When “The Amazing Spider-Man” hit theaters in July 2012 to reboot the Spider-Man franchise many viewers cried foul that the film seemed to abandon several important plot threads and that director Marc Webb was sacrificing a satisfying and self-contained story for the purpose of building up a sequel. Such criticisms gained fuel as people held up 2002’s “Spider-Man” as a properly fulfilling origin story, one that still remains fresh in the collective memory of moviegoers. However fans might be approaching the narrative structure of “The Amazing Spider-Man” from the wrong perspective. Rather than viewing these plot points as unresolved, I believe the filmmakers attempted to use a fresh approach to illustrate the famous ideal that Spider-Man embodies: with great power comes great responsibility.
One example of the aforementioned unresolved narrative threads is Peter’s hunt for his Uncle Ben’s killer. A good portion of the middle of the story focuses on how Peter is driven solely by the need to avenge his uncle. Yet once the Lizard appears, Peter seems to completely forget about looking for the killer, conveniently allowing the filmmakers to provide the supervillain showdowns that are typically expected from Spider-Man films. However there are a few scenes indicating that Peter’s decision to focus on stopping the Lizard, rather than finding his uncle’s killer, marks a transition for his character from a selfish vigilante into a responsible hero.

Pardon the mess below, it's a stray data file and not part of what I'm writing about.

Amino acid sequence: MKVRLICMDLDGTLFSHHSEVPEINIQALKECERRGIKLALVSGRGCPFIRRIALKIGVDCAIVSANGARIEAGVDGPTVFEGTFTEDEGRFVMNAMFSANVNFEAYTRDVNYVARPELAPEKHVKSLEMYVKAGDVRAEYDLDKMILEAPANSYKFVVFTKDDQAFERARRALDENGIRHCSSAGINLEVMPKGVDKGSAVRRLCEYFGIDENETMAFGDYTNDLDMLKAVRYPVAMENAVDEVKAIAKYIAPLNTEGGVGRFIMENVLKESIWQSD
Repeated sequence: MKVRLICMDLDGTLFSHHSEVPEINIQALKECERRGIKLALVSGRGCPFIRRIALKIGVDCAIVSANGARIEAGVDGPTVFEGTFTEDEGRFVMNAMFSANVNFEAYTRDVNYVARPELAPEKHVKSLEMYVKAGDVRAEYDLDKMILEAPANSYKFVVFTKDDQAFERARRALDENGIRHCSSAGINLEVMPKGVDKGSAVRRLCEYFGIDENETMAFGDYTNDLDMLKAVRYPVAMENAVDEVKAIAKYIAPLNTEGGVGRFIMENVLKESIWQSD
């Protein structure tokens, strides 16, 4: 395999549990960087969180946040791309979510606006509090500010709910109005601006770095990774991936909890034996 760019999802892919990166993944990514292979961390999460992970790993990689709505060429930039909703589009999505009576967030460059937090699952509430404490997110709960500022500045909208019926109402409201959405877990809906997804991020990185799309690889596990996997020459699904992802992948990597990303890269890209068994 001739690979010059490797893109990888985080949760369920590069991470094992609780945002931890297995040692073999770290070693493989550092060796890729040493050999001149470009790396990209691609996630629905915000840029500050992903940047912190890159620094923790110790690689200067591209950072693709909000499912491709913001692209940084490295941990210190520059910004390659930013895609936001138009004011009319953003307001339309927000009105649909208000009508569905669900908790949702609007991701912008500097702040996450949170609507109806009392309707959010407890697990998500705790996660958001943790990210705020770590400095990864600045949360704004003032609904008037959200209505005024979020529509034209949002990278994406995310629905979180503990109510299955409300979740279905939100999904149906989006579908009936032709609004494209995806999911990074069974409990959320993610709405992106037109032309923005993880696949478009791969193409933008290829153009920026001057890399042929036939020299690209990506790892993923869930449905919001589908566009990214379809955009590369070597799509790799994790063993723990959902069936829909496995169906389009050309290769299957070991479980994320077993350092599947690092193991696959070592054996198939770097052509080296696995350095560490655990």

The first of these scenes is the dinner conversation between Peter and Captain Stacy of the police department. This conversation takes place after Peter, who recently donned the Spider-Man suit, has spent much time chasing down every thug he can find, hoping that one of them bears the tattooed hand that Uncle Ben’s killer had. Captain Stacy states that Spider-Man is nothing more than a vigilante, a man who is interfering with police stings and investigations in his sole search for one person. Peter’s reaction is immediate as he softly groans, an indication that he realizes he may be doing more harm than he previously thought in his relentless search for the tattooed man. Shortly after he begins doubting his search, Peter sees where his powers are truly needed when the Lizard attacks innocent people on the Williamsburg Bridge. He later confides to his girlfriend, Gwen, that perhaps it is his responsibility to stop super-powered creatures like the Lizard because no one else can. In short, Peter has decided to put his own selfish motivations, namely seeking vengeance for his uncle’s death, aside in order to become a truly responsible hero who puts the common good before himself.
This progression is especially captured by a scene near the end of the film when Peter looks at a bulletin board in his bedroom, which is covered with pictures of his parents, his uncle, and the wanted sign for his uncle’s killer. This scene establishes that Peter has not forgotten his unresolved conflicts, as seeing these pictures everyday ensures that he remembers the tattooed killer is still at large. Nevertheless he has matured and chosen not to let a selfish obsession consume him to the point that he neglects to help others. In becoming a greater hero by putting the need for vengeance aside, this new iteration of Spider-Man truly embodies the ideal that with great power comes great responsibility.